Today’s marketing is often digital-based — such as email newsletters or cheeky Instagram posts — but sometimes, leaning toward the unexpected can win more attention (and more customers) for a small or medium-sized business.
If you’re looking for new ways to attract customers, think back to the tactics or custom marketing materials of your childhood (or your parents’ childhood). In some cases, throwback marketing techniques that have been updated for today’s audiences can be an ideal way to reach new customers and reel in more business. Here are a few ideas from years past that still work today:
Hand out Bumper Stickers
For decades, politicians have relied on bumper stickers to help them get elected. But stickers don’t have to make political statements, and they don’t have to be found only on car bumpers, either. Many people also plaster stickers on their notebooks, backpacks, computers and other items. Why not have your own branded stickers printed and available as a gift for customers? If the sticker looks good, many customers are likely to display it.
Host a Contest or Challenge
Contests and challenges are a great way to engage customers. In the past, this would require a large advertising campaign, but today, contests and challenges can be done on social media, at little to no cost. You could send your products to the first group of users who respond to a post asking for customers and fans to participate, and then have customers blindly try your product and that of a competitor. If you own a nursery, for example, you could offer a prize to the customer who answers specific gardening questions correctly on Facebook and have the winners collect their prizes in-store (or even hold the event on-location in real time!). On Instagram, you could ask fans and customers to post a picture of themselves using your brand or visiting your store — the winners can collect coupons, products and more.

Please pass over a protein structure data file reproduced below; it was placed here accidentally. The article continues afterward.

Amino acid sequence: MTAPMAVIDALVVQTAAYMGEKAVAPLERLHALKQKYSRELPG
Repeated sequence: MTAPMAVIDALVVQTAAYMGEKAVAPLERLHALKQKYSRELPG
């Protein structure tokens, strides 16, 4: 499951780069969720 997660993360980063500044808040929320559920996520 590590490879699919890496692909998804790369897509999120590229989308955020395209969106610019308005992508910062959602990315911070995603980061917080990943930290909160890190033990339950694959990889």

Prioritize Face Time
Before the advent of social media, nobody could build a network without meeting people in person. Rather than holing up in their offices and relying on Facebook to build relationships with potential customers, business owners joined the local Chamber of Commerce, the Rotary Club and their respective industry associations. Additionally, many professionals would serve on nonprofit boards, attend networking meetings in person, shake hands with potential customers, look them in the eye and have serendipitous discussions about the weather, their families and business.
While social networking may be a powerful component of your current marketing strategy, there’s no substitute for face time with the people around you, especially if yours is a local business. Host a meet and greet during some of your slower months to get to know your customers, or consider partnering with a local charity to host a fundraiser. When you take the time to prioritize face time, your business is bound to reap the benefits. Just remember to send out thank-you notes to your participants!
While newfangled marketing tactics may be effective, sometimes unexpected strategies make the biggest impression. Try getting creative and finding new ways to succeed with old-fashioned marketing techniques.
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